Arkansas Gov. Mike Huckabee’s $1 billion road-building program may be funded by a new 1.5 percent sales tax on vehicles and transportation-related items.
Huckabee promised municipal government officials last month that he and the Legislature would not take money out of the local share of the 1999 state highway bonds to fund the statewide road program.
“I don’t know what kind of highway program we’re going to have … but I can tell you that we started (the legislative process) with the clear understanding that we aren’t touching that turnback formula,” Huckabee told members of the Arkansas Municipal League.
The turnback formula refers to the 15 percent of yearly proceeds from $970 million in state highway bonds that are earmarked for fixing and maintaining roads. Another 15 percent goes to counties and 70 percent is dedicated to state highways.
As an alternative, Huckabee is pushing a plan that would ask voters to approve a $134 million tax increase by referendum, The Associated Press reported. It could be on a statewide ballot as early as this summer.
The Arkansas Highway Commission is cold to the prospects of hiking fuel taxes to pay for a bond issue for the governor’s roadwork initiative.
If approved, it would break with the state’s pay-as-you-go highway user fees.
Highway Commissioner Prissy Hickerson told The AP Feb. 8 that the time doesn’t seem right for increasing fuel taxes now.
Elsewhere, the director of the Ozark Regional Transit, Phil Pumphrey, wants his board to form a regional transportation authority that would collect a local fuel tax to fund public transit and roadwork.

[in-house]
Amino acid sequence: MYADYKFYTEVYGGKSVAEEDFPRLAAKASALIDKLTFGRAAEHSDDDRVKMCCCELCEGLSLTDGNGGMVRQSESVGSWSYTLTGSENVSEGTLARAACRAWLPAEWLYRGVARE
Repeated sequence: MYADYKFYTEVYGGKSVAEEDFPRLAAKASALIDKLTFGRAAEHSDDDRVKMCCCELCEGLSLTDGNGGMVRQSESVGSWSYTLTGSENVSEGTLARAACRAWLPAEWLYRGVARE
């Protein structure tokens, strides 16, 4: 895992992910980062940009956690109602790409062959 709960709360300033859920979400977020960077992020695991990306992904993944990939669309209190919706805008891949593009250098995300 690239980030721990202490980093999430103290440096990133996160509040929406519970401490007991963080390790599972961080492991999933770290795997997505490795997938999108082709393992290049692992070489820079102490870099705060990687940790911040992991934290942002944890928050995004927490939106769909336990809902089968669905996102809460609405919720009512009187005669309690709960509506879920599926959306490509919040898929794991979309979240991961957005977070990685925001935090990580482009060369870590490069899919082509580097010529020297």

Pumphrey plans to lobby state legislators to pass a bill enabling regions to form their own transportation authorities and levy taxes. The Arkansas Highway and Transportation Department has drafted the bill and is looking for a state lawmaker to do the legwork, the Arkansas Democrat Gazette reported.
If the bill passes, communities could use an interlocal agreement to form a Northwest Arkansas transportation authority. Voters would have to approve a fuel tax separately.
The regional authority would control revenue generated by the tax and be able to direct it to road projects or to run other forms of transit.
Pumphrey has not proposed a figure for the fuel tax to support the transportation authority. Drivers in the state now pay 21.5 cents per gallon for gasoline and 22.5 cents per gallon for diesel.
The proposal would also override state law prohibiting cities, counties or municipal corporations from levying taxes on fuel.
A draft copy of the bill includes a clause that 70 percent of the revenue generated from the tax must go to state highway improvements. Pumphrey told the Democrat Gazette he is hoping his board members can lobby the Highway Department to remove that clause.